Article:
6 Reasons to Choose a Recycled Gold Engagement Ring
Recycled gold engagement rings are equally beautiful, and more sustainable than mined gold.
You’ve undoubtedly heard diamond companies using terms like “conflict-free” and “responsibly sourced” to describe where their diamonds come from. Where do the precious metals come from? Why isn’t metal labeled as conflict-free or responsibly sourced? Is it because there’s nothing wrong with metal mining? Unfortunately, no. There just isn’t as much attention given to where gold comes from, and how it’s sourced. Look beyond the beautiful color and enduring value of gold, and you’ll find it’s a messy business. Open pits, poisonous chemicals, and erosion are just a few of the byproducts of gold mining. But, it fetches $1,200 per ounce on the commodities exchange and continues to rise, so it’s unlikely to stop anytime soon.
Picture a gold mine. Complete mental blank? Maybe a western film? There isn’t a lot of media focus on modern day gold mining, and the gold industry is probably fine with that. Modern gold mining is larger in scale, and more destructive than it was during the American gold rush of 1849. To make a single engagement ring from newly mined gold, 20 tons of soil will be unearthed. If that’s not enough to convince you that a recycled ring is a better choice, here are the top reasons to consider.
No. 1 — PEOPLE DESERVE SAFE DRINKING WATER
Similar to diamonds, most gold is harvested from open-pit mines. Dynamite is used to blow large holes in the ground. “Metallurgical experts, employed by mining corporations, test the soil for the presence of gold in tiny concentrations. If the soil’s concentration of gold is high enough—say five to 10 grams per ton or a bit more than half to one part per million—you’ve struck pay dirt. The soil is rich enough in gold to make what’s known as leach mining worth the effort.” Vice
Digging up the soil is just the beginning. The soil is then soaked in cyanide. Cyanide soaked leach pads separate gold from dirt. If stored improperly, the cyanide leaks into nearby rivers. poisoning the water and killing local wildlife species.
NO.2 — RECYCLED GOLD ENGAGEMENT RINGS DON’T DAMAGE THE LAND
In the US, the Surface Mining Control and Reclamation Act of 1977 requires depleted mines to be restored to their original surface. The wildlife and forestry can’t be replaced, but the hole is filled. Unfortunately, it takes almost as long to fill a mine back in as it does to dig it out, particularly when you start to realize that “20 tons of rock and soil are displaced to produce a single gold ring.” Earthworks. It’s simply not possible to completely restore a habitat that’s endured mining to it’s original state.
NO. 3 — CUTE ANIMALS
The sage grouse is a sensitive bird, known for its elaborate mating rituals. At home in the Rockies, the sage-grouse has become a kind of symbol, a bipartisan poster bird for environmental issues in this part of the midwestern US. Once, more than 16 million sage grouses roamed wild. Today there are less than 200,000 by some counts. While construction, climate change, road construction, brush fires (it’s hard to be an animal in 2019) have all contributed to the Sage Grouse’s decline in this area, so has gold mining. In Nevada, 81% of US gold and 5.5% of the world’s gold is mined, and the Sage Grouse population has been acutely affected. While new mining companies must take the sage grouse habitat into account when applying for permits, that hasn’t stopped companies like Paramount Gold Nevada Corp. from expanding their operations.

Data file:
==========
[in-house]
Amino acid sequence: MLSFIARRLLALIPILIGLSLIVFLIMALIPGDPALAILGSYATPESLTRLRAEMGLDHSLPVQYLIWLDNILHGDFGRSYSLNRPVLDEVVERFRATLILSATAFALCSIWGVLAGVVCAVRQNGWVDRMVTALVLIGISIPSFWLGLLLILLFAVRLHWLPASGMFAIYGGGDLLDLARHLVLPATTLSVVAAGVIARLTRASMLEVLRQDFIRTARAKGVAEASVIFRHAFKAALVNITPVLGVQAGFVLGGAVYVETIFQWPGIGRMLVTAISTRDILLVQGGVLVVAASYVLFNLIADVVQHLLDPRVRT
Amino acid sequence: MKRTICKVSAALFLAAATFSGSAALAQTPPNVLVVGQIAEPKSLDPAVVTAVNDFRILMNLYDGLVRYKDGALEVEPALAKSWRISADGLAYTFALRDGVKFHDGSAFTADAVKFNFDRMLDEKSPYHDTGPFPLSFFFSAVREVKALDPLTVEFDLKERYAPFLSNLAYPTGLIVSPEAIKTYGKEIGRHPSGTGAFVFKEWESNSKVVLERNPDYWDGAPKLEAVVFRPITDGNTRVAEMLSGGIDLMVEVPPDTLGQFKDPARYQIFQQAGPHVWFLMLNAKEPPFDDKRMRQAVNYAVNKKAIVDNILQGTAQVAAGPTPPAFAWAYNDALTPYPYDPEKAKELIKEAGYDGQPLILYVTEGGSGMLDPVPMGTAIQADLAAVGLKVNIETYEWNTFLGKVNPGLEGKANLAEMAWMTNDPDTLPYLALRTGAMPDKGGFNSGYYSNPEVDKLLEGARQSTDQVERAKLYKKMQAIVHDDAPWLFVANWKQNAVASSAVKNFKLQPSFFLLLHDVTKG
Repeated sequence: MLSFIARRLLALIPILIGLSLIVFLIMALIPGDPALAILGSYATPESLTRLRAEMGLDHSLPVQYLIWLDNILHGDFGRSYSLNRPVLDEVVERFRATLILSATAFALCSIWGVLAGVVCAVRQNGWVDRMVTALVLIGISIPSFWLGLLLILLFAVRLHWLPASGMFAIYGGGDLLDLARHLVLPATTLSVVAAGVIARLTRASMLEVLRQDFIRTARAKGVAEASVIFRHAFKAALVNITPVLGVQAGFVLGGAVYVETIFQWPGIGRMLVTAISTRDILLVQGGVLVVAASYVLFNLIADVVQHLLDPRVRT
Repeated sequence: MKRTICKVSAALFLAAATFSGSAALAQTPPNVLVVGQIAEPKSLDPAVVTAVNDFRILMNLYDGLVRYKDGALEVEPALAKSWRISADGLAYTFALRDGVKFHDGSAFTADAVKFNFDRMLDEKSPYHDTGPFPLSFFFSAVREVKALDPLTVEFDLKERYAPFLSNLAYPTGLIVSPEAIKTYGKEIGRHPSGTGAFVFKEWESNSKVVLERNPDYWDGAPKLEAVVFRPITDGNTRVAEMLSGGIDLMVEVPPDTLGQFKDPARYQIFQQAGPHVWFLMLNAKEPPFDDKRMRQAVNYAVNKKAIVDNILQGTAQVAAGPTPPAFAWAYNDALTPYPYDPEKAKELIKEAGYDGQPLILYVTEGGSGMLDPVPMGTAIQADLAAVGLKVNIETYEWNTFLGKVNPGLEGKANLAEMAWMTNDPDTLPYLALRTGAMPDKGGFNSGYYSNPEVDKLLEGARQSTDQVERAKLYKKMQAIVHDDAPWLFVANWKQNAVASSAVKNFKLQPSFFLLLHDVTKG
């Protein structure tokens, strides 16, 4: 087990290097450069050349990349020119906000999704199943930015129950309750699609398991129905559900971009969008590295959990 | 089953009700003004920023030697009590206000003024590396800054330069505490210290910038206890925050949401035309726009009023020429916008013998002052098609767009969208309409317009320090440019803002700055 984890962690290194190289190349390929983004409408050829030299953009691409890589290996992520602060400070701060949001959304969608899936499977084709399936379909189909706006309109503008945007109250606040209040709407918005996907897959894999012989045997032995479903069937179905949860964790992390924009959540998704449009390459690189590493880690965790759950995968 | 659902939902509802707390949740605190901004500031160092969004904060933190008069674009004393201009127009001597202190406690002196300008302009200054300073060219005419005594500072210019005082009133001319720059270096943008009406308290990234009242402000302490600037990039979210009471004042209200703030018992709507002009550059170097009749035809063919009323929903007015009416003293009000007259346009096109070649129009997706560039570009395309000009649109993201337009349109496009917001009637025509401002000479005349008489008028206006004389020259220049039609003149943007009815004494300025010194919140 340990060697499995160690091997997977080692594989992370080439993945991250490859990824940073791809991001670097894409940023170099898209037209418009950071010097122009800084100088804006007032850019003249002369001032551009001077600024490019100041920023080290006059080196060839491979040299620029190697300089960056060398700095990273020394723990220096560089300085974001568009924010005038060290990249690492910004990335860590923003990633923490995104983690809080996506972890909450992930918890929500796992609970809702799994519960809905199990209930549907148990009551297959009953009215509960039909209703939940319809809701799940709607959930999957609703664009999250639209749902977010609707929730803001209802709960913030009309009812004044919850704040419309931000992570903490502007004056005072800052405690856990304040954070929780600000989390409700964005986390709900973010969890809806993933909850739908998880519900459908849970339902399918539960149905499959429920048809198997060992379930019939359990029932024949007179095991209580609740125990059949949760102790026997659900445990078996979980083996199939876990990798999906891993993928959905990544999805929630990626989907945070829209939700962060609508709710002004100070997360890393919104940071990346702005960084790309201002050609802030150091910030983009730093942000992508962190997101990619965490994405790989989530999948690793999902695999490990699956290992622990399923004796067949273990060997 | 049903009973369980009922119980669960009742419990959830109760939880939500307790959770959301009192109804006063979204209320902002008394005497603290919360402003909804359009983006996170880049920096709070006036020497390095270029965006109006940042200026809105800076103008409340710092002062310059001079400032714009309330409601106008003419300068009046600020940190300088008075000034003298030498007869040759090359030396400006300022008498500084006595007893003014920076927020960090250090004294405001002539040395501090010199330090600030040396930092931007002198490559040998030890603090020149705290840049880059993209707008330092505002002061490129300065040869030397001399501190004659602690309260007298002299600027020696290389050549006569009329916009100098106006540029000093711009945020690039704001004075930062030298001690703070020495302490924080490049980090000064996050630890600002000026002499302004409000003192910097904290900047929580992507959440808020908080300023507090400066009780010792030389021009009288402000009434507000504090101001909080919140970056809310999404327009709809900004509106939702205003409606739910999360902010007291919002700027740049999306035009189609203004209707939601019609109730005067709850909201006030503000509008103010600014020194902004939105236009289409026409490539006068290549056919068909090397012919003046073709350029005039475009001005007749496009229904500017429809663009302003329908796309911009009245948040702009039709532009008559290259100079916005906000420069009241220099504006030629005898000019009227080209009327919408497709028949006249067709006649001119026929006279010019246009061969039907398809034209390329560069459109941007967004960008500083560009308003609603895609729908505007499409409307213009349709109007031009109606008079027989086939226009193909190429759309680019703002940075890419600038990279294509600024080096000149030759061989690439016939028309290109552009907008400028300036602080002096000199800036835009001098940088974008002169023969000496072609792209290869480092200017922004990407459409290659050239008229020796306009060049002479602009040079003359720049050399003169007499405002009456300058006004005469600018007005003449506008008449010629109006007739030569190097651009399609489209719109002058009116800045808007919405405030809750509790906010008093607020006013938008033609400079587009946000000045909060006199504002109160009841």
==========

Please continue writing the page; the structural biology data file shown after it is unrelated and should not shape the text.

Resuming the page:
NO. 4 — DO YOU LIKE TO TRAVEL?
Gold mining doesn’t just affect us here in the US. The largest gold mine in the world is a toxic operation in the otherwise pristine Ajkwa River in Indonesia. “Every year, Freeport-McMoRan Inc. dumps tens of millions of tons of mining waste into the Ajkwa River system in Indonesia.” Bloomberg.
Native fish have all but disappeared from this part of the river. The sediment washes from the river to the sea, where it poisons the broader ecosystem. This mine is located in the north of Papau, a strip of land with unmatched biodiversity that’s home to more than “1,200 species of fish and almost 600 species of reef-building (scleractinian) coral, or 75 percent of the world’s known total. The seascape also includes the largest Pacific leatherback turtle nesting area in the world, and migratory populations of sperm and Bryde’s whales, orcas and several dolphin species.” Conversvation.org
This spring the West Papua parliament approved legislation that will make West Papua the country’s first-ever conservation province in an effort to begin undoing decades of damage and protect the ecosystem for generations to come.
No. 5 — RECYCLED GOLD ENGAGEMENT RINGS DON’T CAUSE MERCURY POISONING
Mercury’s a health hazard, and not just for pregnant women. The number one cause of mercury pollution worldwide is gold mining. Specifically, small scale artisanal gold mining utilizes mercury to separate gold from sediment. It’s often done with bare hands. In Africa, this kind of mining is both a vital source of income and an ongoing health crisis. Most at risk are young children who are processing mercury unaware of the risk. Headaches, neurological damage, organ failure, and dizziness are common side effects, and the damage can be permanent. The EPA estimates small scale gold mining releases 400 metric tons of airborne mercury annually.
No. 6 — RECYCLED GOLD ENGAGEMENT RINGS ARE GORGEOUS
Recycled gold is an equally beautiful and durable option with none of the problems of newly mined gold, and there’s plenty of it to go around. That’s why Frank Darling uses 100% recycled gold from post-consumer sources. Discover our collection of recycled gold engagement rings designed by Elise Coleman, formerly of Tiffany & Co. and while you’re at it, try them at home — for free. It’s on us.